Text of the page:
They call me the Spider. I'm the most feared assassin in the South -- when I'm not busy at the Pork Pit cooking up the best barbecue in Ashland. As a Stone elemental, I can hear everything from the whispers of the gravel beneath my feet to the vibrations of the soaring Appalachian Mountains above me. My Ice magic also comes in handy for making the occasional knife. But I don't use my powers on the job unless I absolutely have to. Call it professional pride.
Now that a ruthless Air elemental has double-crossed me and killed my handler, I'm out for revenge. And I'll exterminate anyone who gets in my way -- good or bad. I may look hot, but I'm still one of the bad guys. Which is why I'm in trouble, since irresistibly rugged Detective Donovan Caine has agreed to help me. The last thing this coldhearted killer needs when I'm battling a magic more powerful than my own is a sexy distraction... especially when Donovan wants me dead just as much as the enemy.
The first installment in Jennifer Estep's new Elemental Assassin series, Spider's Bite introduces us to Ashland, a southern city in the Appalachians where you're as likely to run across a good barbeque joint as you are a vampire hooker on the corner. It's a gritty film noir-ish world with lots of back alleys, hit squads, and corrupt cops behind most every badge. The main character is Gin Blanco, or Gin to her friends, but in some circles she's known only as Spider the assassin. However, in the secretive world of Ashland, she and her cohorts seem to be just as trustworthy and honorable as the next guy but are they? Everyone in this town has an angle, a history and it seems most have blood on their hands.
Actress Lauren Fortgang does a fascinating balancing act voicing Gin. There's ample southern lilt and sly naughty charm to bring the material to life, and there is considerable music and imagery to be mined here in the writing. Yet her voice has enough bite and gravel to ground our no-nonsense morally ambiguous anti-heroine. The challenge for any good book in the urban fantasy genre is the paradox of making wildly fantastical worlds believable. Estep manages to take Ashland this world of troubled souls, dwarfs, giants, and vampires, as well as human elementals who can tap into the very forces of nature and make it all seem part of the everyday grind. With Spider's Bite you feel as if you could really walk these streets, but you'd also immediately feel the dirt on your skin and the hairs rising on the back of your neck as you hear noises in the shadows. Fortgang completes the task, making Gin a very believable character, somehow part embittered hard-ass, part loyal friend, and vulnerable lost soul on occasion.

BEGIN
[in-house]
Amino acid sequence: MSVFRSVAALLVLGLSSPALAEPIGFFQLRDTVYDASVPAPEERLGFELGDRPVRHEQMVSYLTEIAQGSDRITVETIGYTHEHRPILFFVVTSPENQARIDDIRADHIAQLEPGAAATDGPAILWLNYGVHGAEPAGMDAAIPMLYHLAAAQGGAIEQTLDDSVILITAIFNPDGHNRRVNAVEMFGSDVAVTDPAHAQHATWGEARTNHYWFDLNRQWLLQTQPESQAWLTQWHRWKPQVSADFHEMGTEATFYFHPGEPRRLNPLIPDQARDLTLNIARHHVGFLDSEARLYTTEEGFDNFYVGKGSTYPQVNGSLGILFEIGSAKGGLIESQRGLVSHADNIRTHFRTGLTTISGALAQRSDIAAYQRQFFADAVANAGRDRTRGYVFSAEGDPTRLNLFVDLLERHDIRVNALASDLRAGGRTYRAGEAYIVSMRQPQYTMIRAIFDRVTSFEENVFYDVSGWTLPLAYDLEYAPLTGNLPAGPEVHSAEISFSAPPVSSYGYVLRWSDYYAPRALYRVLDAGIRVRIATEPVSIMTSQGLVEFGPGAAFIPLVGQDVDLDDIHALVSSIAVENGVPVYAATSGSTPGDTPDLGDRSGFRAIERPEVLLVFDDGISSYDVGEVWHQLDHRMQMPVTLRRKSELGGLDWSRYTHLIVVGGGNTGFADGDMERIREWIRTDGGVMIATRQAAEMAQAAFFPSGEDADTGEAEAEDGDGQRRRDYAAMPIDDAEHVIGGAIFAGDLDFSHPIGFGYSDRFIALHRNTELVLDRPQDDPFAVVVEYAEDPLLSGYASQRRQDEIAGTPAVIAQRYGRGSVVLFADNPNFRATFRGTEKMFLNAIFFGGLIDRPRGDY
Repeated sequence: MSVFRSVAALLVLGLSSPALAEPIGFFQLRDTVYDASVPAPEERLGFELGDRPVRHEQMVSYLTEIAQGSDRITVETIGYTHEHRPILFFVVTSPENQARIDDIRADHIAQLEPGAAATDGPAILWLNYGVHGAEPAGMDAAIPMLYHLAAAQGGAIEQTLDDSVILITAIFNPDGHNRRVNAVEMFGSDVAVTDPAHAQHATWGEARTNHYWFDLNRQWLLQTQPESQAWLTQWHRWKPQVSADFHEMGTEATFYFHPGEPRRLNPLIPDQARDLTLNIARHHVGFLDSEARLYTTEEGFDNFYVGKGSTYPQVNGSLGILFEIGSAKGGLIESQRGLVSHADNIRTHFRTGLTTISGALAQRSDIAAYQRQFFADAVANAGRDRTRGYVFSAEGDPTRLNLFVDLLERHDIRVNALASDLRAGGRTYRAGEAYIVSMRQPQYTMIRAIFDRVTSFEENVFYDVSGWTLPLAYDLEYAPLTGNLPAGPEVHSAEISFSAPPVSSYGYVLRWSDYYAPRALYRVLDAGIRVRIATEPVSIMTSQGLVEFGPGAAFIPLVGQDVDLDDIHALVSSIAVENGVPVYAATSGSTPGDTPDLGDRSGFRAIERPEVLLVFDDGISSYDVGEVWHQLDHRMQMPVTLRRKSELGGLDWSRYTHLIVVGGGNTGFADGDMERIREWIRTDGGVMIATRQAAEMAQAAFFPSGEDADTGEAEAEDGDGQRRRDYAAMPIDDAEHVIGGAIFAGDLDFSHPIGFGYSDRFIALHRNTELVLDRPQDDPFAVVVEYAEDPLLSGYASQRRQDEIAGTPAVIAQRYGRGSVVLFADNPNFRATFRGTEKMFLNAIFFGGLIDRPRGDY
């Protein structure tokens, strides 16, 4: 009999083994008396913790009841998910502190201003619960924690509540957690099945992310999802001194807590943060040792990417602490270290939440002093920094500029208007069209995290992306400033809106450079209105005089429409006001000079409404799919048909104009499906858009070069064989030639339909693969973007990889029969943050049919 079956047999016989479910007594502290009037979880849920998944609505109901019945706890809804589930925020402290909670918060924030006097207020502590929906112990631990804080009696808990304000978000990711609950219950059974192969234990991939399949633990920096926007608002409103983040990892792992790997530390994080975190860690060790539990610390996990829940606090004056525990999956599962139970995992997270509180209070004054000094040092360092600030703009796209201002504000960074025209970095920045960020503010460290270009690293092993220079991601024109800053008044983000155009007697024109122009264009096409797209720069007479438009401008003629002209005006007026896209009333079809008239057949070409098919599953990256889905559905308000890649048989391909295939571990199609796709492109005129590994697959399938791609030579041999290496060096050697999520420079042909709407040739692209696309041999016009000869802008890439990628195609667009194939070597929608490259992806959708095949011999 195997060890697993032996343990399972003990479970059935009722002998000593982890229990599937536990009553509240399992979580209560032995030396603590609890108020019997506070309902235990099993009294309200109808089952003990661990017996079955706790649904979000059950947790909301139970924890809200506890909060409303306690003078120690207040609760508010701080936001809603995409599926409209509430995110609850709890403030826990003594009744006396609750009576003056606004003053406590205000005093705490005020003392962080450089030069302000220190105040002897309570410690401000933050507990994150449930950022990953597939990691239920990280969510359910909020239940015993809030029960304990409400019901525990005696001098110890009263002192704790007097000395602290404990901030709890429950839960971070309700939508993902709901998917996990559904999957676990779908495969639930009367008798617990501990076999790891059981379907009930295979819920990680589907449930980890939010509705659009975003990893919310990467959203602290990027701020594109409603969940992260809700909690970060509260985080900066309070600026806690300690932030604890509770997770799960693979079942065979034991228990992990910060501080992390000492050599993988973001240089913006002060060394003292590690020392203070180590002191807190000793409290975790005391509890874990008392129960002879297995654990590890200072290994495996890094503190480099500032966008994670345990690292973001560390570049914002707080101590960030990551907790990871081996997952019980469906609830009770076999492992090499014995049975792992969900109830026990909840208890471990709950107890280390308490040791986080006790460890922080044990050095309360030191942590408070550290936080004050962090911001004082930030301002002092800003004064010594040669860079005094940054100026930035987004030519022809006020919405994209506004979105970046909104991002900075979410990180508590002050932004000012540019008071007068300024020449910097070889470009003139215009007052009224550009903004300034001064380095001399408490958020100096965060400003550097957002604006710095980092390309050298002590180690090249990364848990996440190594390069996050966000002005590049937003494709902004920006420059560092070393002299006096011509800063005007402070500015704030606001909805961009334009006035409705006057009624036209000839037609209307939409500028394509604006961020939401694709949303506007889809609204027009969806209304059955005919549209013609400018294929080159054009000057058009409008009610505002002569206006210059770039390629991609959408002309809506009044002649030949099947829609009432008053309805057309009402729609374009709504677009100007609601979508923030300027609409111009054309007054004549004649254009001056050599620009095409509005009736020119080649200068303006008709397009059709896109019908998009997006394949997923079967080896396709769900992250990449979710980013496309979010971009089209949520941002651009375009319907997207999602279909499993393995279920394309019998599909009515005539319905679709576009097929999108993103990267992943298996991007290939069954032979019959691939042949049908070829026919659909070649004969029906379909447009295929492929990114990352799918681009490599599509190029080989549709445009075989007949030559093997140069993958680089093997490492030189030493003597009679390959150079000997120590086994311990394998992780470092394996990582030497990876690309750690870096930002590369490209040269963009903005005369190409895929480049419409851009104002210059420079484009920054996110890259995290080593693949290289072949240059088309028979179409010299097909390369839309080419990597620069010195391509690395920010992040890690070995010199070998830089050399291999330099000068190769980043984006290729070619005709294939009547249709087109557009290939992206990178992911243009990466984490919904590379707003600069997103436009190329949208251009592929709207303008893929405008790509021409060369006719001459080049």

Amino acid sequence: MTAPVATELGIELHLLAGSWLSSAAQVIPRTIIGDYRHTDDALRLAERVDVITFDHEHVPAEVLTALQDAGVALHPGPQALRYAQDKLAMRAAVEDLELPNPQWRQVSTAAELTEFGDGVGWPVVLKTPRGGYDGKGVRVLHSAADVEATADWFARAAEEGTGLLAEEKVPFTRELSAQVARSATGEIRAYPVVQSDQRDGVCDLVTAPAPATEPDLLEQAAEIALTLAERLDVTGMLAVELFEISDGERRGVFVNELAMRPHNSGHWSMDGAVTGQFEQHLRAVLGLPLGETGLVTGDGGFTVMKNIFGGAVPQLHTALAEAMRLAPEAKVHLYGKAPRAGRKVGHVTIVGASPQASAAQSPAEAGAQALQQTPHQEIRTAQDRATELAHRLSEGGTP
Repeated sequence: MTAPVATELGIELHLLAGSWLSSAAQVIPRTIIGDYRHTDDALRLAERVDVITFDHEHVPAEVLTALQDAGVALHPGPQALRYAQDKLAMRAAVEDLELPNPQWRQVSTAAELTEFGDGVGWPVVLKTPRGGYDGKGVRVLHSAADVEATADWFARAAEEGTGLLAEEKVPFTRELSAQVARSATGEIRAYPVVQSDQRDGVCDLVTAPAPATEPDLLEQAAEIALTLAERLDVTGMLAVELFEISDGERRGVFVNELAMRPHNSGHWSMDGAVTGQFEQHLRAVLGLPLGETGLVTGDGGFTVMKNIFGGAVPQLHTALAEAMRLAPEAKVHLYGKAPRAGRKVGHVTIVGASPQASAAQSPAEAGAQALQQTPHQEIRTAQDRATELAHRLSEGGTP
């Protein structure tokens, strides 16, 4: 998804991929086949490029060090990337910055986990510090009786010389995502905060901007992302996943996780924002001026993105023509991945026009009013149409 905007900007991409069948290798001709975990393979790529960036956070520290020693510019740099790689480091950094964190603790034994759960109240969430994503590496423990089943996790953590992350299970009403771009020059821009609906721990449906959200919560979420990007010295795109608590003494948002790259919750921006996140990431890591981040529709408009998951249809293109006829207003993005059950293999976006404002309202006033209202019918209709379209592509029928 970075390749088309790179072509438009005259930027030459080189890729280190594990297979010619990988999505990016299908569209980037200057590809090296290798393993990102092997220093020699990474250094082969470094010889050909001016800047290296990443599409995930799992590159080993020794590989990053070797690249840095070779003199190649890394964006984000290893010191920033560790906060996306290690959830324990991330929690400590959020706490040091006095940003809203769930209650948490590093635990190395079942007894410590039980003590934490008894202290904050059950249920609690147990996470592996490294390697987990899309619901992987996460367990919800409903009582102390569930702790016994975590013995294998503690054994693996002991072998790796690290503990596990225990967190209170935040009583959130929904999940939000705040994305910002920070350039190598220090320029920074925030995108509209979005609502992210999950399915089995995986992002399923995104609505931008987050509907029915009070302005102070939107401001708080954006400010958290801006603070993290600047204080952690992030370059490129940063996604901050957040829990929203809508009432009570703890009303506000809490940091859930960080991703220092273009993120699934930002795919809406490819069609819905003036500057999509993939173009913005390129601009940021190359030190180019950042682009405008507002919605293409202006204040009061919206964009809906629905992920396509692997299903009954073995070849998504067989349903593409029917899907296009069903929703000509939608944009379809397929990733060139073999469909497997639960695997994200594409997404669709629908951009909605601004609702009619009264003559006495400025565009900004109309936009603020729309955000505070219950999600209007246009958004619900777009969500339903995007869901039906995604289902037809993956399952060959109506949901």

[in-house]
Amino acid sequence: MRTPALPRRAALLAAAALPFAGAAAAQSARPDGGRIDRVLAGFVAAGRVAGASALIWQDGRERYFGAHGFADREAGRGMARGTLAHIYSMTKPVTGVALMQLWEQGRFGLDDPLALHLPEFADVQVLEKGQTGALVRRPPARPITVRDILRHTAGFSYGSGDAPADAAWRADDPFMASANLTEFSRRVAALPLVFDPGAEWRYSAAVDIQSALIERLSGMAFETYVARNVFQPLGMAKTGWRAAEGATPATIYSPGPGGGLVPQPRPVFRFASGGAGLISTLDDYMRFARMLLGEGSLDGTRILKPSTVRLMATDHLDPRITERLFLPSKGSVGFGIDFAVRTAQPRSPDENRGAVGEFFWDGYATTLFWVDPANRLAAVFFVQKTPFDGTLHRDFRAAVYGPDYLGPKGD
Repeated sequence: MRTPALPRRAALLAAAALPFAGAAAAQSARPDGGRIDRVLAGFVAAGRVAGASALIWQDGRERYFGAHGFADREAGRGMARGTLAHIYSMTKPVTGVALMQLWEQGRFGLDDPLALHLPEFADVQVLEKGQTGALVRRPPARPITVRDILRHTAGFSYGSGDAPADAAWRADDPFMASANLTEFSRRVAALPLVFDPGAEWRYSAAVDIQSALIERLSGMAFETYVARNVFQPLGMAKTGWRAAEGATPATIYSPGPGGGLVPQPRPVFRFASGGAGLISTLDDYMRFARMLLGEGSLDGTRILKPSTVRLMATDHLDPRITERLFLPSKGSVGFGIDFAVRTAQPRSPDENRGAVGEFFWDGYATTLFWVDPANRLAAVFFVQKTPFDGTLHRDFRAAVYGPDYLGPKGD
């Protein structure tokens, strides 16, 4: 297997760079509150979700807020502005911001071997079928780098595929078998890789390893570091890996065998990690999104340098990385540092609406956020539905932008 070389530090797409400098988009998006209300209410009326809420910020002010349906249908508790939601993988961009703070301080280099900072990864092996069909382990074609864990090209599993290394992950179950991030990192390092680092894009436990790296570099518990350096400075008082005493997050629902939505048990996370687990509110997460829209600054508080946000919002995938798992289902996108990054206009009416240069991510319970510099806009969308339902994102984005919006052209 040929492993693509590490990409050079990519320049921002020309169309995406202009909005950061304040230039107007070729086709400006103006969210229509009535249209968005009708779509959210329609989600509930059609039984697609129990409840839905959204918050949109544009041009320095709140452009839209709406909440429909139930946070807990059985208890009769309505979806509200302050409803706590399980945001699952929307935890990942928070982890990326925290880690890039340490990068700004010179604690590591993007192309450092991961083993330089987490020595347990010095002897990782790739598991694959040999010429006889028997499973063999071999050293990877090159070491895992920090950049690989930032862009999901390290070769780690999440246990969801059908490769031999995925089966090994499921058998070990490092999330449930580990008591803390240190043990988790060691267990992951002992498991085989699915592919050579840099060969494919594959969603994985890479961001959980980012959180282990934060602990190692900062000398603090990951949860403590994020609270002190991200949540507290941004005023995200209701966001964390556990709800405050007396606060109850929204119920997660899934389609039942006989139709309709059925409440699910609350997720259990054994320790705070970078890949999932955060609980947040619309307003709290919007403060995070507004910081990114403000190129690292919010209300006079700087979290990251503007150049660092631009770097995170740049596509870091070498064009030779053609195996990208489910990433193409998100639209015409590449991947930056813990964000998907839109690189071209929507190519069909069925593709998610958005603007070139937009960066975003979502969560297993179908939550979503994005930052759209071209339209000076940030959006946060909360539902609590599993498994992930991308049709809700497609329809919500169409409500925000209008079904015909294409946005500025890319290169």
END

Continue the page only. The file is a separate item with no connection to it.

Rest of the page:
The book takes a cue from its main character. It is patient, carefully spinning a web of atmospheric settings and carefully observed characters then like a spider it jumps into action from the dark. Ashland is a tricky place and you can never judge anyone by appearances, especially Gin, and it seems there's a long line of those who have died underestimating her. One should be wary, though, of any sexy southern charmer who can not only summon razor-sharp ice daggers from thin air, but also control the very bricks in walls, rocks, and stones, and the very ground beneath her. Cleo Creech
"Fortgang’s captivating drawl sketches Finn’s flirty, genteel arrogance and Caine’s horrified disapproval of her. Fortgang portrays Gin’s well-hidden emotions as well as her habitual analysis of combat probabilities. The capable narration ensures that Gin comes across as an intriguing mix of battle-weary assassin, sorceress, and affectionate homebody. Fortgang also delivers the book’s wry humor with subtle elegance." (AudioFile)
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The narrator over-acted and grated on my nerves. Her voice sounded forced and unnatural. I could not get past the first two chapters.
How I got to loathe the story
- Brian Rygaard Jensen